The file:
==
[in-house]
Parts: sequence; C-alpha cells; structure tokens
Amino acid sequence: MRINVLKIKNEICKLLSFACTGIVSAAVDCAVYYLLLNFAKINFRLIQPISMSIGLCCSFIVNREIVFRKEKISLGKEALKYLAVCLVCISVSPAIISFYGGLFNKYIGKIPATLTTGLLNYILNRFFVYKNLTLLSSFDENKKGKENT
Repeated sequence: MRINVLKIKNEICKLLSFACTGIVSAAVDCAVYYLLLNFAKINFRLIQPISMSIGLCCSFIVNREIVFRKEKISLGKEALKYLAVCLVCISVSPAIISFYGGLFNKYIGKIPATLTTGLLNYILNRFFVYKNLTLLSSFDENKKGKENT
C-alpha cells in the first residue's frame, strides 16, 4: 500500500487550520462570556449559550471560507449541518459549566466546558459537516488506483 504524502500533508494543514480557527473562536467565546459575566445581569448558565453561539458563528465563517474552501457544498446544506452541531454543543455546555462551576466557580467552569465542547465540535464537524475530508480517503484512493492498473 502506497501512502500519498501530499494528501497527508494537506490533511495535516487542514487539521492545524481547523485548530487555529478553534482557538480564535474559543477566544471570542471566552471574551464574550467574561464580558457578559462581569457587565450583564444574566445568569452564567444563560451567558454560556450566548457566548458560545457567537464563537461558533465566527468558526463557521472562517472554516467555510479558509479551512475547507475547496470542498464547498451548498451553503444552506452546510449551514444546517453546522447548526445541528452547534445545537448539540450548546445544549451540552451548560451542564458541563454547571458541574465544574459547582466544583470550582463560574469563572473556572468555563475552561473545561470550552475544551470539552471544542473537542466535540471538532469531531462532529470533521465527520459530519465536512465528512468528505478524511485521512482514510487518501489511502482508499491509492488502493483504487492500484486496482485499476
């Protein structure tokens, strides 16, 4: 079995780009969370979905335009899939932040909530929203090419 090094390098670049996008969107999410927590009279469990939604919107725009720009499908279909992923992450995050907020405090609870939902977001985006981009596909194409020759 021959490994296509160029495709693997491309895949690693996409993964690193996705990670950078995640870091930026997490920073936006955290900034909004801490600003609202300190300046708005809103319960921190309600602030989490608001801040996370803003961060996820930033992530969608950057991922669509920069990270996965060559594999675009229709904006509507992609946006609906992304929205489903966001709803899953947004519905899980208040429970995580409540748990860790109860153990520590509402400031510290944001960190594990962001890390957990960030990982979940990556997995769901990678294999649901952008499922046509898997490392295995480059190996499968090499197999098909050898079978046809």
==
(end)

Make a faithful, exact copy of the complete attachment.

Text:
[in-house]
Parts: sequence; C-alpha cells; structure tokens
Amino acid sequence: MRINVLKIKNEICKLLSFACTGIVSAAVDCAVYYLLLNFAKINFRLIQPISMSIGLCCSFIVNREIVFRKEKISLGKEALKYLAVCLVCISVSPAIISFYGGLFNKYIGKIPATLTTGLLNYILNRFFVYKNLTLLSSFDENKKGKENT
Repeated sequence: MRINVLKIKNEICKLLSFACTGIVSAAVDCAVYYLLLNFAKINFRLIQPISMSIGLCCSFIVNREIVFRKEKISLGKEALKYLAVCLVCISVSPAIISFYGGLFNKYIGKIPATLTTGLLNYILNRFFVYKNLTLLSSFDENKKGKENT
C-alpha cells in the first residue's frame, strides 16, 4: 500500500487550520462570556449559550471560507449541518459549566466546558459537516488506483 504524502500533508494543514480557527473562536467565546459575566445581569448558565453561539458563528465563517474552501457544498446544506452541531454543543455546555462551576466557580467552569465542547465540535464537524475530508480517503484512493492498473 502506497501512502500519498501530499494528501497527508494537506490533511495535516487542514487539521492545524481547523485548530487555529478553534482557538480564535474559543477566544471570542471566552471574551464574550467574561464580558457578559462581569457587565450583564444574566445568569452564567444563560451567558454560556450566548457566548458560545457567537464563537461558533465566527468558526463557521472562517472554516467555510479558509479551512475547507475547496470542498464547498451548498451553503444552506452546510449551514444546517453546522447548526445541528452547534445545537448539540450548546445544549451540552451548560451542564458541563454547571458541574465544574459547582466544583470550582463560574469563572473556572468555563475552561473545561470550552475544551470539552471544542473537542466535540471538532469531531462532529470533521465527520459530519465536512465528512468528505478524511485521512482514510487518501489511502482508499491509492488502493483504487492500484486496482485499476
């Protein structure tokens, strides 16, 4: 079995780009969370979905335009899939932040909530929203090419 090094390098670049996008969107999410927590009279469990939604919107725009720009499908279909992923992450995050907020405090609870939902977001985006981009596909194409020759 021959490994296509160029495709693997491309895949690693996409993964690193996705990670950078995640870091930026997490920073936006955290900034909004801490600003609202300190300046708005809103319960921190309600602030989490608001801040996370803003961060996820930033992530969608950057991922669509920069990270996965060559594999675009229709904006509507992609946006609906992304929205489903966001709803899953947004519905899980208040429970995580409540748990860790109860153990520590509402400031510290944001960190594990962001890390957990960030990982979940990556997995769901990678294999649901952008499922046509898997490392295995480059190996499968090499197999098909050898079978046809």